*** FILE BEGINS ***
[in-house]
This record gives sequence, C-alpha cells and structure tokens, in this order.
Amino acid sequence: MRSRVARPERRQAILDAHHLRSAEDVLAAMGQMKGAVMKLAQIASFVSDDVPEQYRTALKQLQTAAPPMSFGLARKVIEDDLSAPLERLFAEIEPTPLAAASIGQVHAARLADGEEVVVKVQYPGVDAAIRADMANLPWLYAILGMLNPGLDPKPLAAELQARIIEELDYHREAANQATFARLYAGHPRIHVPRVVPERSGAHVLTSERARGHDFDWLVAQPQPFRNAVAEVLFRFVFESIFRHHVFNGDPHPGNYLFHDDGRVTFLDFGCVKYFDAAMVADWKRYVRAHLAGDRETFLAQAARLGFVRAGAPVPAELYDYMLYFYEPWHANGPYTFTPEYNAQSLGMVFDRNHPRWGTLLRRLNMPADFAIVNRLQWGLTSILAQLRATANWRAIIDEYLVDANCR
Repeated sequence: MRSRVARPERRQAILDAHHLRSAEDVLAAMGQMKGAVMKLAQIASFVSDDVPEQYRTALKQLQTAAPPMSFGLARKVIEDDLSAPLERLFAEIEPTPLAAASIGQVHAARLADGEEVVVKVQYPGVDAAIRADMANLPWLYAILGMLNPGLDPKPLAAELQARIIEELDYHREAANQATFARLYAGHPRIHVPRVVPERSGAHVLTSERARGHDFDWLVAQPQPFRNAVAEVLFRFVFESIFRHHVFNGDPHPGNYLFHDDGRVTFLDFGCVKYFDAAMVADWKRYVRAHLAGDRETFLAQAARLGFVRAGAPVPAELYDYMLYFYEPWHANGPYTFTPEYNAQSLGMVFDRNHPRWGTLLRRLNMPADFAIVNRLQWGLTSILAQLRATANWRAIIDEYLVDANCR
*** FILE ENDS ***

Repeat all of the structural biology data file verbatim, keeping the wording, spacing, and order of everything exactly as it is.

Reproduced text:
[in-house]
This record gives sequence, C-alpha cells and structure tokens, in this order.
Amino acid sequence: MRSRVARPERRQAILDAHHLRSAEDVLAAMGQMKGAVMKLAQIASFVSDDVPEQYRTALKQLQTAAPPMSFGLARKVIEDDLSAPLERLFAEIEPTPLAAASIGQVHAARLADGEEVVVKVQYPGVDAAIRADMANLPWLYAILGMLNPGLDPKPLAAELQARIIEELDYHREAANQATFARLYAGHPRIHVPRVVPERSGAHVLTSERARGHDFDWLVAQPQPFRNAVAEVLFRFVFESIFRHHVFNGDPHPGNYLFHDDGRVTFLDFGCVKYFDAAMVADWKRYVRAHLAGDRETFLAQAARLGFVRAGAPVPAELYDYMLYFYEPWHANGPYTFTPEYNAQSLGMVFDRNHPRWGTLLRRLNMPADFAIVNRLQWGLTSILAQLRATANWRAIIDEYLVDANCR
Repeated sequence: MRSRVARPERRQAILDAHHLRSAEDVLAAMGQMKGAVMKLAQIASFVSDDVPEQYRTALKQLQTAAPPMSFGLARKVIEDDLSAPLERLFAEIEPTPLAAASIGQVHAARLADGEEVVVKVQYPGVDAAIRADMANLPWLYAILGMLNPGLDPKPLAAELQARIIEELDYHREAANQATFARLYAGHPRIHVPRVVPERSGAHVLTSERARGHDFDWLVAQPQPFRNAVAEVLFRFVFESIFRHHVFNGDPHPGNYLFHDDGRVTFLDFGCVKYFDAAMVADWKRYVRAHLAGDRETFLAQAARLGFVRAGAPVPAELYDYMLYFYEPWHANGPYTFTPEYNAQSLGMVFDRNHPRWGTLLRRLNMPADFAIVNRLQWGLTSILAQLRATANWRAIIDEYLVDANCR